Prison Congestion: 74% Inmates Are Awaiting Trials — Aregbesola
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Minister of Interior, Ogbeni Rauf Aregbesola has disclosed that custodial centres across the country were majorly congested by inmates awaiting trial, constituting numerous challenges for correctional services.
This is as he charged state governors to do the needful for inmates on death row to reduce pressure on custodial facilities, making case for those with a terminal illness or old age to be set free on compassionate ground and commute others to either life imprisonment or specific terms.
Aregbesola who spoke at the official commissioning of Osun State Command Headquarters of Correctional Office Complex in Osogbo, said 50,992 inmates are awaiting trials while 17, 755 are actual convicts.
He added that the maximum capacity of the nation’s custodial capacity is 57,278 inmates but presently housed 68,747 inmates, adding that in a bid to decongest the facilities, Federal Government last year introduced a presidential pardon and amnesty programme for inmates, through which 5,000 inmates have so far been released.
The Minister adds, “One main challenge of the correctional service, therefore, is congestion of the custodial facilities. The entire national custodial facilities have a maximum capacity of 57,278 inmates.
But by the last count earlier in the week, there is a total population of 68,747 inmates, made up of 67,422 males and 1,325 females. We have therefore shot above the capacity by 18 per cent.
“But I must add that the congestion is an urban phenomenon limited to big cities like Lagos, Kano, Port Harcourt and others. There are facilities in non-urban areas that are underpopulated. It is in the urban areas that most of the crimes are committed and relevant courts are located, leading to the overstretching of the custodial facilities located in such cities.
“It should also be noted that 50,992 inmates, representing 74 per cent of the total population of inmates in our custodial centres are awaiting trial inmates while only 17,755 inmates which is a mere 26 per cent are actual convicts”.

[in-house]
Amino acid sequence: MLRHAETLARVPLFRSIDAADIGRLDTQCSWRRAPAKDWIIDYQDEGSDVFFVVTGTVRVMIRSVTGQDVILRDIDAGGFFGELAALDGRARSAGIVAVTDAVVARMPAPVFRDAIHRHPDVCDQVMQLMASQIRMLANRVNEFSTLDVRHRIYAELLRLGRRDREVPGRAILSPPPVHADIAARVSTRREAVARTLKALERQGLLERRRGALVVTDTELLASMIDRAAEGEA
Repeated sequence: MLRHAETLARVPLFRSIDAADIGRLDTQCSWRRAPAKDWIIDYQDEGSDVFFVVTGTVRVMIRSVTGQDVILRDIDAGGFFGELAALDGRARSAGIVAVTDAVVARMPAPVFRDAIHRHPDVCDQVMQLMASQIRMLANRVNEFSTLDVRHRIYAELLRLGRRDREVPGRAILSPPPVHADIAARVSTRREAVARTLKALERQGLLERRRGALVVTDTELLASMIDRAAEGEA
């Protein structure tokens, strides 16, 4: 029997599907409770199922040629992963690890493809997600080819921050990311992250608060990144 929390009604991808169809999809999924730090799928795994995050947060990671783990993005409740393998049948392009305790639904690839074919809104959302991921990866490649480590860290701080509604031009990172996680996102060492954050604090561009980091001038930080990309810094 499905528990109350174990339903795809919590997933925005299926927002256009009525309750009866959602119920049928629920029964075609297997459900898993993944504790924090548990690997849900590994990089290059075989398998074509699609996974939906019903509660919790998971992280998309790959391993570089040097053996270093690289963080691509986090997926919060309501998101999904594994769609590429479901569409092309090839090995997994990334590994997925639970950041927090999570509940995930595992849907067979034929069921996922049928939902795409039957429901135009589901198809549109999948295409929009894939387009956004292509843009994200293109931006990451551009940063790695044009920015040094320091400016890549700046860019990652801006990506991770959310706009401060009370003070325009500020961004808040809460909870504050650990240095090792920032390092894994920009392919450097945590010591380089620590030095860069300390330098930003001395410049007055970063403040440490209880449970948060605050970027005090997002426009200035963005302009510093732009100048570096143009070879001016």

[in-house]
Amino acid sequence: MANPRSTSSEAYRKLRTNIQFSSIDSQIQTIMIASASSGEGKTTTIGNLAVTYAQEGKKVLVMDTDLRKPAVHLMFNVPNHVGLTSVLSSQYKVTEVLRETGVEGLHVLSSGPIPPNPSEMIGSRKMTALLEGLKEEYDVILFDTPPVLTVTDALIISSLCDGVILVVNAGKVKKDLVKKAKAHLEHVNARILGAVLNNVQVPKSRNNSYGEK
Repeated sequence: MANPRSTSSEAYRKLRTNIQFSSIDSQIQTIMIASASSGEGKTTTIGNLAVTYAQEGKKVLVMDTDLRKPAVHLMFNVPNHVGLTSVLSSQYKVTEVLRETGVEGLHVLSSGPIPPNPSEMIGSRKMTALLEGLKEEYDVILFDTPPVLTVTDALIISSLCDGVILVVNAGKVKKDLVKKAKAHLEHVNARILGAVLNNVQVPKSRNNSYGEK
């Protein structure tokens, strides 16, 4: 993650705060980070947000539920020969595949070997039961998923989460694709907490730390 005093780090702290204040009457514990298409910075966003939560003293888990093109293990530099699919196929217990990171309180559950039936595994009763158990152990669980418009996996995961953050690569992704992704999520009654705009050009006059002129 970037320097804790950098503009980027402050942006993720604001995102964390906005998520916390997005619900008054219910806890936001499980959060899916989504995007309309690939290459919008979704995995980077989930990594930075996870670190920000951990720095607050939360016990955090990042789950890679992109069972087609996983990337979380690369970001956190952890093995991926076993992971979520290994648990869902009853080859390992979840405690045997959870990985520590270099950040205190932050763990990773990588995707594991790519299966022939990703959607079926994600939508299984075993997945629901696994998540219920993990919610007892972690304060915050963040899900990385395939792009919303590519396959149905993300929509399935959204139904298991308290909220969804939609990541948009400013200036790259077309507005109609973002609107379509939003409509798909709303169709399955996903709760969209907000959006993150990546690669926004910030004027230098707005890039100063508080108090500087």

He added that the President Muhammadu Buhari-led administration is taking serious effort at addressing the infrastructure deficit through the provision of facilities and policy.
“The challenges of safe and effective custody at the custodial centres come therefore from the awaiting trial inmates, given their numerical strength. This fact greatly limits our capacity for corrections, since awaiting trial inmates being suspects, can only be accommodated and not reformed.
Reformation comes after conviction and not before. This is the reality of the management of inmates that must be squarely registered in the minds of the Nigerian public for a better appreciation of the service and its limitations at the rehabilitation, reformation and reintegration of convicts and a reduction in recidivism.
“But the government has been addressing this challenge of congestion. Last year, at the onset of the Covid-19 pandemic, the Federal Government, through the Ministries of Interior and Justice, initiated a presidential pardon and amnesty programme for inmates. Some federal offenders benefited from the programme and got reprieves, while the state governments got recommendations and guidelines for the release of their own convicts. More than 5,000 inmates have so far being released under the programme, which is ongoing